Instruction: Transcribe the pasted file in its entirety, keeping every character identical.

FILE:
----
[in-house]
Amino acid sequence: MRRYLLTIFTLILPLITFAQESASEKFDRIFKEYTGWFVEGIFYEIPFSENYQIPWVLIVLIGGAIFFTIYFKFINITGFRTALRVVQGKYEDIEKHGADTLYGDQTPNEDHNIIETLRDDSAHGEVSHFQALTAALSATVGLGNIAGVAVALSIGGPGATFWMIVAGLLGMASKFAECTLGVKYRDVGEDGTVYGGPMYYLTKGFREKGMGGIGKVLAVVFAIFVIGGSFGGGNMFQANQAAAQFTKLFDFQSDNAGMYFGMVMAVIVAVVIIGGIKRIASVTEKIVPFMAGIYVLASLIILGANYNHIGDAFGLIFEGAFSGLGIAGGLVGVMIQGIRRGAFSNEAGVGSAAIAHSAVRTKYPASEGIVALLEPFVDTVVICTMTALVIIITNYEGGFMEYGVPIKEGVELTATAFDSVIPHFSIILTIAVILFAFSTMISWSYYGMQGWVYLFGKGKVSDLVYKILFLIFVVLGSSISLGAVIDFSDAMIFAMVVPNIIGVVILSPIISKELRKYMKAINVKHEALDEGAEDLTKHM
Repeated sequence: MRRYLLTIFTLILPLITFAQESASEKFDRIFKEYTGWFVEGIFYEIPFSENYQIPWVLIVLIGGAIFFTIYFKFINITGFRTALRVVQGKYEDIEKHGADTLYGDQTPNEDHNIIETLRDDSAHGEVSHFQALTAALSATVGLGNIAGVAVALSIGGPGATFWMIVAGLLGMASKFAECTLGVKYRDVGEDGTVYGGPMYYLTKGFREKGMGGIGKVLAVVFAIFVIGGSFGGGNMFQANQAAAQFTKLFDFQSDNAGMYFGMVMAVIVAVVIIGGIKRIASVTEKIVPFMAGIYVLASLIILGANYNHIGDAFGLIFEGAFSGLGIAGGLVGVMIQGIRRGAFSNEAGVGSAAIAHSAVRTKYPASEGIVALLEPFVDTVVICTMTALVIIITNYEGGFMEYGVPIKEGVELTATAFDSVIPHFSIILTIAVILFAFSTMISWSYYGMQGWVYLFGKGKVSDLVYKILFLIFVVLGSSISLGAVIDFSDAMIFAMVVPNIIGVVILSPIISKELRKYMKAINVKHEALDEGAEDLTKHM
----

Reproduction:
[in-house]
Amino acid sequence: MRRYLLTIFTLILPLITFAQESASEKFDRIFKEYTGWFVEGIFYEIPFSENYQIPWVLIVLIGGAIFFTIYFKFINITGFRTALRVVQGKYEDIEKHGADTLYGDQTPNEDHNIIETLRDDSAHGEVSHFQALTAALSATVGLGNIAGVAVALSIGGPGATFWMIVAGLLGMASKFAECTLGVKYRDVGEDGTVYGGPMYYLTKGFREKGMGGIGKVLAVVFAIFVIGGSFGGGNMFQANQAAAQFTKLFDFQSDNAGMYFGMVMAVIVAVVIIGGIKRIASVTEKIVPFMAGIYVLASLIILGANYNHIGDAFGLIFEGAFSGLGIAGGLVGVMIQGIRRGAFSNEAGVGSAAIAHSAVRTKYPASEGIVALLEPFVDTVVICTMTALVIIITNYEGGFMEYGVPIKEGVELTATAFDSVIPHFSIILTIAVILFAFSTMISWSYYGMQGWVYLFGKGKVSDLVYKILFLIFVVLGSSISLGAVIDFSDAMIFAMVVPNIIGVVILSPIISKELRKYMKAINVKHEALDEGAEDLTKHM
Repeated sequence: MRRYLLTIFTLILPLITFAQESASEKFDRIFKEYTGWFVEGIFYEIPFSENYQIPWVLIVLIGGAIFFTIYFKFINITGFRTALRVVQGKYEDIEKHGADTLYGDQTPNEDHNIIETLRDDSAHGEVSHFQALTAALSATVGLGNIAGVAVALSIGGPGATFWMIVAGLLGMASKFAECTLGVKYRDVGEDGTVYGGPMYYLTKGFREKGMGGIGKVLAVVFAIFVIGGSFGGGNMFQANQAAAQFTKLFDFQSDNAGMYFGMVMAVIVAVVIIGGIKRIASVTEKIVPFMAGIYVLASLIILGANYNHIGDAFGLIFEGAFSGLGIAGGLVGVMIQGIRRGAFSNEAGVGSAAIAHSAVRTKYPASEGIVALLEPFVDTVVICTMTALVIIITNYEGGFMEYGVPIKEGVELTATAFDSVIPHFSIILTIAVILFAFSTMISWSYYGMQGWVYLFGKGKVSDLVYKILFLIFVVLGSSISLGAVIDFSDAMIFAMVVPNIIGVVILSPIISKELRKYMKAINVKHEALDEGAEDLTKHM